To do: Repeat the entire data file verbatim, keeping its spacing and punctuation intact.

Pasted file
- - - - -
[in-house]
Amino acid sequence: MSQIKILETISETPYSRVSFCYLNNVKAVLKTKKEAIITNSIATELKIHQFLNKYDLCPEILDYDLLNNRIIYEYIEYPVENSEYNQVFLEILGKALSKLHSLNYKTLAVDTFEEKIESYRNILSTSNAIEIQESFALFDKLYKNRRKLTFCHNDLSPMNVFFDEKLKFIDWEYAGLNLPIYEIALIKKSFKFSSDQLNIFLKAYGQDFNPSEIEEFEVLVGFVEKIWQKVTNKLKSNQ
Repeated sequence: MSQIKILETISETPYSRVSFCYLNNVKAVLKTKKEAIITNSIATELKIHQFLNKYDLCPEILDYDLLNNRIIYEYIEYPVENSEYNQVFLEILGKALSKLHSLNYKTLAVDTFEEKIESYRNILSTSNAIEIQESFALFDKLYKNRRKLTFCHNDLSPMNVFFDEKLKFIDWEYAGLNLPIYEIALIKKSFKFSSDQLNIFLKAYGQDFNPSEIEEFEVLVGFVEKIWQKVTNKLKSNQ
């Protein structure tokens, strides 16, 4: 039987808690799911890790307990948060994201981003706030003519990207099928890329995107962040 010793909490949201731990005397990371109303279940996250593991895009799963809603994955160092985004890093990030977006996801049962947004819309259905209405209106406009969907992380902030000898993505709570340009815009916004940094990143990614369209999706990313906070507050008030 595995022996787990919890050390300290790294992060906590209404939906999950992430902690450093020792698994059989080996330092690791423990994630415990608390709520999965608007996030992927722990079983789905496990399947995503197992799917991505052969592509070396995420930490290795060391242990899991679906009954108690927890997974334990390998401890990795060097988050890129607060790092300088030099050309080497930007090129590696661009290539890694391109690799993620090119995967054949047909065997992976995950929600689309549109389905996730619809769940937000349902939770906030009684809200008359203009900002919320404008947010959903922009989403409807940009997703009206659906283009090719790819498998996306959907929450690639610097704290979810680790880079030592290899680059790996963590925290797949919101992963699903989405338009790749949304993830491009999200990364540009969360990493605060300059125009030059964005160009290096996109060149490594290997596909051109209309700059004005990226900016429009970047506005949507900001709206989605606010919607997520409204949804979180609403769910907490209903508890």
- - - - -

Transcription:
[in-house]
Amino acid sequence: MSQIKILETISETPYSRVSFCYLNNVKAVLKTKKEAIITNSIATELKIHQFLNKYDLCPEILDYDLLNNRIIYEYIEYPVENSEYNQVFLEILGKALSKLHSLNYKTLAVDTFEEKIESYRNILSTSNAIEIQESFALFDKLYKNRRKLTFCHNDLSPMNVFFDEKLKFIDWEYAGLNLPIYEIALIKKSFKFSSDQLNIFLKAYGQDFNPSEIEEFEVLVGFVEKIWQKVTNKLKSNQ
Repeated sequence: MSQIKILETISETPYSRVSFCYLNNVKAVLKTKKEAIITNSIATELKIHQFLNKYDLCPEILDYDLLNNRIIYEYIEYPVENSEYNQVFLEILGKALSKLHSLNYKTLAVDTFEEKIESYRNILSTSNAIEIQESFALFDKLYKNRRKLTFCHNDLSPMNVFFDEKLKFIDWEYAGLNLPIYEIALIKKSFKFSSDQLNIFLKAYGQDFNPSEIEEFEVLVGFVEKIWQKVTNKLKSNQ
């Protein structure tokens, strides 16, 4: 039987808690799911890790307990948060994201981003706030003519990207099928890329995107962040 010793909490949201731990005397990371109303279940996250593991895009799963809603994955160092985004890093990030977006996801049962947004819309259905209405209106406009969907992380902030000898993505709570340009815009916004940094990143990614369209999706990313906070507050008030 595995022996787990919890050390300290790294992060906590209404939906999950992430902690450093020792698994059989080996330092690791423990994630415990608390709520999965608007996030992927722990079983789905496990399947995503197992799917991505052969592509070396995420930490290795060391242990899991679906009954108690927890997974334990390998401890990795060097988050890129607060790092300088030099050309080497930007090129590696661009290539890694391109690799993620090119995967054949047909065997992976995950929600689309549109389905996730619809769940937000349902939770906030009684809200008359203009900002919320404008947010959903922009989403409807940009997703009206659906283009090719790819498998996306959907929450690639610097704290979810680790880079030592290899680059790996963590925290797949919101992963699903989405338009790749949304993830491009999200990364540009969360990493605060300059125009030059964005160009290096996109060149490594290997596909051109209309700059004005990226900016429009970047506005949507900001709206989605606010919607997520409204949804979180609403769910907490209903508890």